Southern Strategies: Southern Women and the Woman Suffrage Question

Southern Strategies: Southern Women and the Woman Suffrage Question

Southern Strategies: Southern Women and the Woman Suffrage Question

Southern Strategies: Southern Women and the Woman Suffrage Question


The biographies of more than 800 women form the basis for Elna Green's study of the suffrage and the antisuffrage movements in the South. Green's comprehensive analysis highlights the effects that factors such as class background, marital status, educational level, and attitudes about race and gender roles had in inspiring the region's women to work in favor of, or in opposition to, their own enfranchisement.

Green sketches the ranks of both movements which included women and men, black and white and identifies the ways in which issues of class, race, and gender determined the composition of each side. Coming from a wide array of beliefs and backgrounds, Green argues, southern women approached enfranchisement with an equally varied set of strategies and ideologies. Each camp defined and redefined itself in opposition to the other. But neither was entirely homogeneous: issues such as states' rights and the enfranchisement of black women were so divisive as to give rise to competing organizations within each group. By focusing on the grassroots constituency of each side, Green provides insight into the whole of the suffrage debate.


Before another century has elapsed, the suffragist and her friend the anti, will have passed into history; the struggle for sex equality will have been won and the new generation will have new problems to confront it.

But when some historian writes of the present age of the women who helped lift humanity one step higher by lifting womanhood to a level of human equality, let the services of the antis, who furnished the antagonism on which all progress thrives, be fittingly commemorated.

-- Pattie Ruffner Jacobs, 1916

As an undergraduate doing a research paper on the suffrage movement in North Carolina, I was surprised to find that a woman surfaced as the most prominent leader of the antisuffragists in my home state. I had assumed that all women would naturally desire their own enfranchisement, and it had never occurred to me that women might actually organize to prevent the adoption of such a reform. (The obvious parallel, that Phyllis Schafley appeared almost nightly on the evening news as the most prominent opponent of the ERA, under consideration at the same time I wrote that seminar paper, seemed not to have occurred to me then.)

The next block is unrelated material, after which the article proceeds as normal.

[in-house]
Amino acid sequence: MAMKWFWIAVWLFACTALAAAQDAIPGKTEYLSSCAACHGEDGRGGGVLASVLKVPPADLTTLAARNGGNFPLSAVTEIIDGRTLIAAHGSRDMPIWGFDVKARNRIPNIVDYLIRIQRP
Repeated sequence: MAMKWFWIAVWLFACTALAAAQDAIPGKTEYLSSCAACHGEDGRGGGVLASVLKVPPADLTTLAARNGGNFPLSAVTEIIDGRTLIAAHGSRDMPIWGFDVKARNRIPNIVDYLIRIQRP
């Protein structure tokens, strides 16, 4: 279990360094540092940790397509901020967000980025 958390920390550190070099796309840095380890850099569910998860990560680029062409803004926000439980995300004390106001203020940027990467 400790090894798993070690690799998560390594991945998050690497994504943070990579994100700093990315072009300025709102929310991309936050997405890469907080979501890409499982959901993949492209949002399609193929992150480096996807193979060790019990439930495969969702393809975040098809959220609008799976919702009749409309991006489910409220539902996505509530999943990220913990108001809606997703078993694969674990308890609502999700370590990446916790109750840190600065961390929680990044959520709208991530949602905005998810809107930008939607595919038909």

I remained intrigued by the paradox of female antifeminists and pursued that interest as a dissertation. I began with some very simple questions: who were these women who opposed their own enfranchisement, and why did they do so? But the search for answers led instead to more complicated questions: What social and economic class in the New South opposed the enfranchisement of women? What did the various interest groups that made up the antisuffrage coalition believe they had to fear from woman suffrage? Why did some educated middle-class white women organize against the Nineteenth Amendment while other educated middle-class white women organized in its behalf?

Having become convinced that antisuffragists in fact were not the same "educated middle-class white women" as the suffragists, I chose to use a comparative prosopography in order to identify and describe the economic and political interests involved in the antisuffrage movement. By comparing anti-

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